Table 2. Gestational complaints

Complaints

Participant

Total

Gastric alterations

X

100%

Dyspnea

X

100%

Edema in the upper limbs

 

0%

Edema in the lower limbs

X

100%

Varicose veins

X

100%

Carpal tunnel syndrome

 

0%

Increased urinary frequency

X

100%

Urinary incontinence during pregnancy

 

0%

Diabetes during pregancy

 

0%

Hypertension during pregnancy

 

0%

Constipation

 

0%

Hemorrhoid

 

0%

Fecal incontinence

 

0%

Low back pain

X

100%

Hair loss

 

0%

Stretch marks

X

100%

Feeling tired

X

100%

Increased flow of vaginal secretion

 

0%

Pain or discomfort in the breasts

 

0%

Bleeding gums

X

100%

Excess salivation

X

100%

Frequent cramps

X

100%

Spots on the skin

X

100%

The participant was unable to do a vaginal delivery. The labor progressed normally, however, there was intercurrence during the expulsive period, forcing the patient to perform the surgical delivery (Table 3). In the evaluation of the flexibility of the patient with the use of the Wells’ bench, in the prepartum it was 31, in the postpartum evaluation it was 36. In the evaluation of the SPFM through the bidigital test, the prepartum evaluation showed grade 4, and in the postpartum evaluation presented grade 2 (Table 4).

Table 3. Childbirth forms

Childbirth forms

Participant

Total

Surgical

X

100%

Vaginal

 

0%

Table 4. Evaluation of flexibility and SPFM in pre and postpartum

Evaluation

Flexibility prepartum

Flexibility postpartum

SPFM prepartum

SPFM postpartum

Participant

31

36

4

2

Discussion

The work of the physiotherapist during the prenatal period is not yet widespread among pregnant women, however, the role of this professional has been important in the preparation of labor and in the relief of discomforts during the gestational period.

The most prevalent complaint among pregnant women is low back pain, this is proven in the study by Santos and Gallo [7], where 73% of the women complained of low back pain, and reported that the symptoms improved when the rest was performed and techniques of massage therapy. It was reported by the patient that the method helped reduce lumbar pain in the sessions [8].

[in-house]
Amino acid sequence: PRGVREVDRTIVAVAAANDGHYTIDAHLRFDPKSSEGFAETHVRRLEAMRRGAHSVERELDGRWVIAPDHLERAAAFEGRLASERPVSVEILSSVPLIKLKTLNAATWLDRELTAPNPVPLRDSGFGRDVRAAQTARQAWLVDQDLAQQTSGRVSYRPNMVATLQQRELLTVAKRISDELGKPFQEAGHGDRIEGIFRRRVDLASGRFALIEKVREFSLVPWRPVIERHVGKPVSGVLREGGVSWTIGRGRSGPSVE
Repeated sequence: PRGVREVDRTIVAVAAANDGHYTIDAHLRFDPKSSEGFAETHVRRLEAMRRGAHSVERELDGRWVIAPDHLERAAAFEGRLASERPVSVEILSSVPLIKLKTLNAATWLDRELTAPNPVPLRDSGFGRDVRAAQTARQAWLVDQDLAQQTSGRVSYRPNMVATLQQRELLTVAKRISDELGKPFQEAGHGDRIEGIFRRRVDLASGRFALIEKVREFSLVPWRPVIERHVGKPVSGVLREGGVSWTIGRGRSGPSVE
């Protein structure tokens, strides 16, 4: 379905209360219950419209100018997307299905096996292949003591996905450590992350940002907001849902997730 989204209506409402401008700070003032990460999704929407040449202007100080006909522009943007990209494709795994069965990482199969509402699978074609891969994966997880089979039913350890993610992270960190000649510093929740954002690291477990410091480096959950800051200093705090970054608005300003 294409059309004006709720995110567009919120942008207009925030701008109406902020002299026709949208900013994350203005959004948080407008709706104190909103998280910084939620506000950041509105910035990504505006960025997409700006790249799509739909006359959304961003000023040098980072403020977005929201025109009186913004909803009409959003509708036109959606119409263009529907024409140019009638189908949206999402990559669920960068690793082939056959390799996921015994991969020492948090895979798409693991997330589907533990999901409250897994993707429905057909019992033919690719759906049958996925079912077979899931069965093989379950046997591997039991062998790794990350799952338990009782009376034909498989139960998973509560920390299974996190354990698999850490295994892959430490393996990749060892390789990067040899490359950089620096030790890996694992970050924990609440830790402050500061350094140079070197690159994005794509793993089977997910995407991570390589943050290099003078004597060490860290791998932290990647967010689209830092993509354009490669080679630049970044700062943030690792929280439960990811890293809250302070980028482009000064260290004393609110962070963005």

According to Bim et al. [9] the role of the physiotherapist is also important for pregnant women with weakness in the pelvic floor muscles, causing these muscles to be strengthened, favoring the moment of vaginal delivery, since these muscles will participate actively in the expulsive phase. The protocol of exercises applied had a special focus on the strengthening of the pelvic floor through contractions of Kegel, which is the best known and applied technique for the strengthening of this muscle group.

The pregnant woman had some knowledge about the technique of Kegel contractions, but she did not have good proprioception of the perineum, when she was guided about her location and how to perform the contractions, she learned easily, later associating the contractions with respiratory and abdominal exercises.

Vaginal birth may alter SPFM. The study by Barbosa et al. [10] analyzed the influence of the birth canal on the SPFM and concluded that women who performed normal delivery had reduced muscle strength compared to women who had a cesarean delivery. In this study, it was not possible to prove the loss of strength after vaginal delivery, but the patient showed a decrease in strength after cesarean section.

It is not the way of delivery that interferes with the SPFM, but the time of labor, since the participant went into labor, evolved to vaginal delivery, but did not conclude because of the umbilical cord that was wrapped in one of the legs of the baby, making vaginal delivery impossible. As previously mentioned, the work of the physiotherapist in the prenatal and at the time of delivery is not yet widespread, and many pregnant women are not aware that physical therapy can play a fundamental role in their gestational period. Bavaresco et al. [11] sought to show the work of the physiotherapist within obstetrics, not only working on analgesia, but also showing how important is the stimulation of ambulation, breathing exercises that help relaxation and at the time of delivery associated with strength performed by the pregnant woman at the time of the baby's expulsion. Regarding analgesia, the authors propose the use of TENS for pain relief, being placed in the paravertebral and sacral region, but it is not a method used by all physiotherapists, there are several controversies and even the fear of using a device with electric currents in a pregnant woman, even if the electrodes do not stay in the abdominal region. More accepted techniques, and also oriented in the present study, were the adoption of postures that decrease the pain, use of pockets of hot water and hot baths and cryotherapy, in addition to the massages already mentioned in the lumbar region.